How Does Air Pollution Affect Health And What Can An Air Sensor Do to Enhance Your Health?


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How Does Air Pollution Affect Health And What Can An Air Sensor Do to Enhance Your Health?

All over the globe, Ninety out of every hundred people breathe unhealthy air.

Air pollution is currently the most significant environmental risk to premature death. It is responsible for over six million premature deaths every year due to heart attacks, strokes, respiratory illnesses and diabetes. It is more than deaths caused by AIDS and malaria, tuberculosis and HIV. 

The elderly, children and those suffering from chronic diseases and those living in low-income or minority communities are at risk of adverse health outcomes and economic effects, including absence from work or exposure to pollutants in the air.

Studies suggest that long exposure to pollutants may increase the risk of developing emphysema higher than smoking just a few cigarettes every day. Modern research has revealed that air pollution can also affect mental health and work productivity.

To know the best method to create solutions, we must be aware of this invisible threat. What we usually imagine being “air polluting” could be just a small mix of particles, such as these below.

Particulate Matter (PM10, PM2.5)

PM (Particulate Matter) is made by airborne particles such as dust, soot and liquid droplets. Most PM in urban areas comes from burning fossil fuels through autos, power plants, and non-road machinery and industrial facilities. Other sources include dust emission from diesel engines and secondary particle production due to gases and vapors.

PM 2.5:

PM 2.5 stands for particulate matter that is smaller than 2.5 micrometers. Such particles are extremely dangerous for seniors as they easily enter their lungs and bloodstream. Consequently, PM 2.5 damages tissues and may cause diabetes, serious respiratory or circulatory conditions. Research suggests that more PM 2.5 exposure could affect children’s brain development.

PM 10:

PM 10 denotes dust particles and particulate matter smaller than 10 micrometers. High contents of PM 10 in the air may result in intense coughing, shortness of breath, or even asthma.

The black carbon (BC)

Black carbon is one of the basic components of particulate matter. It is derived from the burning of fuel (especially wood, diesel, and coal). The majority of air pollution regulations concentrate upon PM 2.5. However, exposure to black carbon poses an extremely dangerous health risk too.

 The populations that are more exposed to charcoal over a long time are at greater chance of having heart attacks or strokes. Furthermore, black carbon is linked to asthma, hypertension and chronic obstructive pulmonary diseases, bronchitis, and several different types of cancer.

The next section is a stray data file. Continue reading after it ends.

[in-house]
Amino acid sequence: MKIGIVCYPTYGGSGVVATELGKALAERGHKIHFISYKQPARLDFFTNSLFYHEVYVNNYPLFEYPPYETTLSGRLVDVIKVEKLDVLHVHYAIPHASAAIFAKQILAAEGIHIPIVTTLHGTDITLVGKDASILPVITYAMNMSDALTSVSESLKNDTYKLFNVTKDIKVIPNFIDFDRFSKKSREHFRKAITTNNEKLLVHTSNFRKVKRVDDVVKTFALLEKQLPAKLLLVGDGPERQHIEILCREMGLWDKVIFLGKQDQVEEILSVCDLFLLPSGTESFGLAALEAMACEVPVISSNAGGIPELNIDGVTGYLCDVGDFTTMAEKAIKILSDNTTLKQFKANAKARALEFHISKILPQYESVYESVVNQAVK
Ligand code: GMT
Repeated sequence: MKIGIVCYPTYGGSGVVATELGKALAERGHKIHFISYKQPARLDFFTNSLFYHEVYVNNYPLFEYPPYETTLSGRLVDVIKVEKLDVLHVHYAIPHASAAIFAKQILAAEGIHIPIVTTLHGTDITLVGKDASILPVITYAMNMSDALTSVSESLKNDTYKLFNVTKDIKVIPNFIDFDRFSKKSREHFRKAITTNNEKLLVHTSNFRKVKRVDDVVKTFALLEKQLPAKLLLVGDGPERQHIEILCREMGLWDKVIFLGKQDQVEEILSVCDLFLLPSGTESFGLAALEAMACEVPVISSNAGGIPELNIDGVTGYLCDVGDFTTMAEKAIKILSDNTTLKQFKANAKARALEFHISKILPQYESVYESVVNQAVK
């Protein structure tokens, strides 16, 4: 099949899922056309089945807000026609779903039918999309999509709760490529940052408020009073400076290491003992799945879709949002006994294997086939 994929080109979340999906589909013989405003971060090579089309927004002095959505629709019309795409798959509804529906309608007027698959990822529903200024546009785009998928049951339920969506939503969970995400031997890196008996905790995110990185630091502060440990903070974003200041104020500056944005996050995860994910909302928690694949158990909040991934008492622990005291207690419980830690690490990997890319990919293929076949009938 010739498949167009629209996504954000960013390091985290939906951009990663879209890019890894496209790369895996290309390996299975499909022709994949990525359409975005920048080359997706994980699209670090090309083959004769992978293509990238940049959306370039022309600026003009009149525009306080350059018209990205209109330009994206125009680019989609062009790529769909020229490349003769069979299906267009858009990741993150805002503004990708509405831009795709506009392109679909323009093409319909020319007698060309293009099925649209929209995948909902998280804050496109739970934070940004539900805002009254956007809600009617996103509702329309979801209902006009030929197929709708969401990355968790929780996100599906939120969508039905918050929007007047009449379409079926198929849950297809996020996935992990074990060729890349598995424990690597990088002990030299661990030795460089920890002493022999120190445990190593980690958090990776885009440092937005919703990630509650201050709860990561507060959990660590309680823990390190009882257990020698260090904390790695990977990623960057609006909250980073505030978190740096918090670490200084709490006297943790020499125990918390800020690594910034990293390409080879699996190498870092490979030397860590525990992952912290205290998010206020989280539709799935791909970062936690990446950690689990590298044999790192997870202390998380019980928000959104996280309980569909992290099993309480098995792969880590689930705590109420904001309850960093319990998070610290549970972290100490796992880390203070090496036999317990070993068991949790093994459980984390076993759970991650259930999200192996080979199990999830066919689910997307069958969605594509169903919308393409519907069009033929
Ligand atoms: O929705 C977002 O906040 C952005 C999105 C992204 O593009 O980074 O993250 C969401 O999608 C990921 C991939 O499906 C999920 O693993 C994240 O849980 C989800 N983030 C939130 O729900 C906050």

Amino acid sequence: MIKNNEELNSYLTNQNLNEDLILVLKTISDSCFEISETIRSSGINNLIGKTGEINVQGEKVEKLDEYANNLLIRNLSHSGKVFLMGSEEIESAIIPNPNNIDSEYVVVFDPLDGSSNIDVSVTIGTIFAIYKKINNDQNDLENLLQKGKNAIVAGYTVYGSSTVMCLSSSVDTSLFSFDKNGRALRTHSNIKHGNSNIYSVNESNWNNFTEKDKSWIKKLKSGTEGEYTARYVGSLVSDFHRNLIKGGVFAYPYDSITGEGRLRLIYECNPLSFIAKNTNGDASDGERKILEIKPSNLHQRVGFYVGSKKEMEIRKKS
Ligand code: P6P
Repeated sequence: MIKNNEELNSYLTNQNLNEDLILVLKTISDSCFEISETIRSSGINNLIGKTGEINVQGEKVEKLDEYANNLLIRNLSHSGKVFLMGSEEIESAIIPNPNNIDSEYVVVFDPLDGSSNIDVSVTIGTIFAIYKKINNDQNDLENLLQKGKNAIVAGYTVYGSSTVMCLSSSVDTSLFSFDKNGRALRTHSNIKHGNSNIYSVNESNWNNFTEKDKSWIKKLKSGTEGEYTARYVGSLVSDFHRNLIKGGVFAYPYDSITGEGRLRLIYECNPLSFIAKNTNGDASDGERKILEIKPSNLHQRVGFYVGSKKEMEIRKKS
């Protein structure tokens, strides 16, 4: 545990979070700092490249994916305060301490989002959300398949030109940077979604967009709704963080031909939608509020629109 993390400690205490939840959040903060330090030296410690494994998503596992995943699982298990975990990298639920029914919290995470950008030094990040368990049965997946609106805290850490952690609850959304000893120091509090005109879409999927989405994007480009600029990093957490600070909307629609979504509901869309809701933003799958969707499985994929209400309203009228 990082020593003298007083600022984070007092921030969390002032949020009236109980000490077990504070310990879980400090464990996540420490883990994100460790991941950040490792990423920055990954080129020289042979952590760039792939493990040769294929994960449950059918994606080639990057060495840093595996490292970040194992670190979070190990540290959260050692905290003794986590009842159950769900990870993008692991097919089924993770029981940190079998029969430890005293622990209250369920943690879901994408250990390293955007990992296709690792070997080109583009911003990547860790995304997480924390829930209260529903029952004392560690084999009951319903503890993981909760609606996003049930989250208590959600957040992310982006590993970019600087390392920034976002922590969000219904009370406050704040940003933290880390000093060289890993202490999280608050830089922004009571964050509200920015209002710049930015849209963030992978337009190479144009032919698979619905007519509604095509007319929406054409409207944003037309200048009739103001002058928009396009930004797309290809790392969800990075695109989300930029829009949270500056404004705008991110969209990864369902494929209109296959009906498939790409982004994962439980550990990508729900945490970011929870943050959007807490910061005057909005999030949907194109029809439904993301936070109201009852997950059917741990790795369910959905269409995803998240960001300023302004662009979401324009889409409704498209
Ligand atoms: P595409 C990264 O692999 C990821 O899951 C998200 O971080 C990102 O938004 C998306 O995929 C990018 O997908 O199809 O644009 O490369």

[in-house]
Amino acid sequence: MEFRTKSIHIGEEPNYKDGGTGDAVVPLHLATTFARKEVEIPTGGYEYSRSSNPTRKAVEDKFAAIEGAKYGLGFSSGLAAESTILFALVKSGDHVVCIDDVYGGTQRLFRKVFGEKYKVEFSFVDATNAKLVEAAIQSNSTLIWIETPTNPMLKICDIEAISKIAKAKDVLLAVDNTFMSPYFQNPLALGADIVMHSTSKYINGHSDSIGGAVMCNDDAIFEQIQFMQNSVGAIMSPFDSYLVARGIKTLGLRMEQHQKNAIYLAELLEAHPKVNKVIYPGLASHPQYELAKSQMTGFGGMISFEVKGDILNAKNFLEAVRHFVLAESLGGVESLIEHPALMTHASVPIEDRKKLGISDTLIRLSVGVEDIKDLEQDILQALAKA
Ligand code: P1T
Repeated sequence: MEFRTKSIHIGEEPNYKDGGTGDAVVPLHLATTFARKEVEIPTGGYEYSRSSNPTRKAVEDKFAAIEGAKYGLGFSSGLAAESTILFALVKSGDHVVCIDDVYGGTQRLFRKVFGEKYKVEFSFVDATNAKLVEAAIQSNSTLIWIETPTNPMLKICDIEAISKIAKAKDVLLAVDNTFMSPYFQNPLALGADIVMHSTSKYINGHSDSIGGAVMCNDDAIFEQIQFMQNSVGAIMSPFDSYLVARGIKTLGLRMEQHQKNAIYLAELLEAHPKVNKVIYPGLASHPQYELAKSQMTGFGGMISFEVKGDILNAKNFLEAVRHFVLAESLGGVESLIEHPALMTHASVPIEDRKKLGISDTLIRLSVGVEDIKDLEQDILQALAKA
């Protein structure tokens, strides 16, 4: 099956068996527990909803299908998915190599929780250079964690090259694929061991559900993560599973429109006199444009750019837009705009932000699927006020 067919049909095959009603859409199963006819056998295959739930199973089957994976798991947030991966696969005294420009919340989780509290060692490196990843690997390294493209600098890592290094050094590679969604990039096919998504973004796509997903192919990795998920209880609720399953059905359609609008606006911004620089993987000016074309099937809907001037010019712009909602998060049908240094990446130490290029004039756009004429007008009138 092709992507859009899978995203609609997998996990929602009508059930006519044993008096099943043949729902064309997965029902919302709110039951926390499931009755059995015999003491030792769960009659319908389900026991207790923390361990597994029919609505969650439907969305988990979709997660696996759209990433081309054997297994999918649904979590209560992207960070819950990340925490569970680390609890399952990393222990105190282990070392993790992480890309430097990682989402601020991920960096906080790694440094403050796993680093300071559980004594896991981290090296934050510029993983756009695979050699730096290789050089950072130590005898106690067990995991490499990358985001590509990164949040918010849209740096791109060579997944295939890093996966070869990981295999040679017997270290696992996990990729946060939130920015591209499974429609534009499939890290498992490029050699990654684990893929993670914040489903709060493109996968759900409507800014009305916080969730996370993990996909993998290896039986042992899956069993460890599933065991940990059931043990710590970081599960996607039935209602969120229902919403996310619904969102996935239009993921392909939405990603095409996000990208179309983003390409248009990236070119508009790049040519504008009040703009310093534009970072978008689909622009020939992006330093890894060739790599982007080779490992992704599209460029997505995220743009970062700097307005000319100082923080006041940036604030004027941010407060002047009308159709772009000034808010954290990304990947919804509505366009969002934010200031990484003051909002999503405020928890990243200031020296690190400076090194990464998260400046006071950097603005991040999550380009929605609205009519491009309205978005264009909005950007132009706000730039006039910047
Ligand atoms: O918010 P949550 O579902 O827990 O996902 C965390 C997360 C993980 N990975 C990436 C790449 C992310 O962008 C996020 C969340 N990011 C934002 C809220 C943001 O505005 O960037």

Ozone (O 3)

Ozone in the atmosphere can shield us from UV radiation. However, Ozone in the ground (where it forms in the form of what is known as “smog”) is well-known as an irritant to the respiratory tract. However, it is at ground level(where it forms an element of what is known as “smog”) and is well-known as an irritation to the respiratory system. Ozone is created in the atmosphere by reactions that result from the combustion of gaseous organic compounds and nitrogen oxides. Both occur as a consequence of the combustion from fossil fuels.

Ozone exposure for short durations causes chest discomfort, coughing and irritation to the throat. Long exposure may cause diminished lung function and chronic obstructive pulmonary diseases. In addition, ozone exposure can aggravate existing lung diseases.

Sulfur dioxide (SO2)

SO 2 is released into the air due to the combustion of fossil fuels containing sulfur. Coal, metal melting and extraction, ship engines, and heavy-duty diesel engines use sulfur-rich fuels to burn.

Sulfur dioxide is a cause of eye irritation which worsens asthma, and increases the susceptibility to respiratory infections and can affect your cardiovascular system. If SO 2 reacts with water, it creates sulfuric acid. It is the principal element in acid rain, a recognized cause of deforestation.

Let’s discuss What’s an air sensor and how can it assist you in getting better health?

Air sensor:

An air sensor is a smart device used to monitor and analyze air quality in a selected location. Such air sensor considers parameters like PM 2.5 and PM 10 that have a massive impact on the air quality.

What are the benefits of using an air sensor device?

Through the use of air sensors, you can examine the air quality and make informed choices that will help ensure the illness of loved family members.

Contrary to what many believe, every one person has a direct impact on the current situation. If you find that the air quality isn’t as good, use public transportation, avoid household tasks that require petrol, and stay at your home when you can. By doing this, you’ll not only help in reducing air pollution but also protect your health.

How can an air sensor improve your health?

Air pollution and smog can cause serious health problems such as asthma, respiratory conditions, strokes, heart attacks, or even cancer. Therefore, using a quality air sensor will allow you to keep an eye on the situation and limit your exposure to harmful substances whenever possible.

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